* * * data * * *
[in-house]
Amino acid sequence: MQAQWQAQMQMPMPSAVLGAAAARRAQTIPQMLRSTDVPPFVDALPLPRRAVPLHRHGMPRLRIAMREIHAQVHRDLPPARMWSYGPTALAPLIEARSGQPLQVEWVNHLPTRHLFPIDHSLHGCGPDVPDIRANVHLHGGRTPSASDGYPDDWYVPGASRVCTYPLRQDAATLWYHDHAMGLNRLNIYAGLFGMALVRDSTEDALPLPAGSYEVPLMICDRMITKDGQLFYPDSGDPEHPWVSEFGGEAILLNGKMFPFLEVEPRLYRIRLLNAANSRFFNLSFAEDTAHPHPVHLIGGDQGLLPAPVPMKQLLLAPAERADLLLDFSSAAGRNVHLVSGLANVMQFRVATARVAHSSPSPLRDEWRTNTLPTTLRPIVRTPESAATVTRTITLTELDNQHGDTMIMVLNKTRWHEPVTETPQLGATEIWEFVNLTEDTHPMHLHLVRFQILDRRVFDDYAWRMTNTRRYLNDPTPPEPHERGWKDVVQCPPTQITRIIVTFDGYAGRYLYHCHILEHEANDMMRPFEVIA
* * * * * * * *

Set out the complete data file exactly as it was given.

[in-house]
Amino acid sequence: MQAQWQAQMQMPMPSAVLGAAAARRAQTIPQMLRSTDVPPFVDALPLPRRAVPLHRHGMPRLRIAMREIHAQVHRDLPPARMWSYGPTALAPLIEARSGQPLQVEWVNHLPTRHLFPIDHSLHGCGPDVPDIRANVHLHGGRTPSASDGYPDDWYVPGASRVCTYPLRQDAATLWYHDHAMGLNRLNIYAGLFGMALVRDSTEDALPLPAGSYEVPLMICDRMITKDGQLFYPDSGDPEHPWVSEFGGEAILLNGKMFPFLEVEPRLYRIRLLNAANSRFFNLSFAEDTAHPHPVHLIGGDQGLLPAPVPMKQLLLAPAERADLLLDFSSAAGRNVHLVSGLANVMQFRVATARVAHSSPSPLRDEWRTNTLPTTLRPIVRTPESAATVTRTITLTELDNQHGDTMIMVLNKTRWHEPVTETPQLGATEIWEFVNLTEDTHPMHLHLVRFQILDRRVFDDYAWRMTNTRRYLNDPTPPEPHERGWKDVVQCPPTQITRIIVTFDGYAGRYLYHCHILEHEANDMMRPFEVIA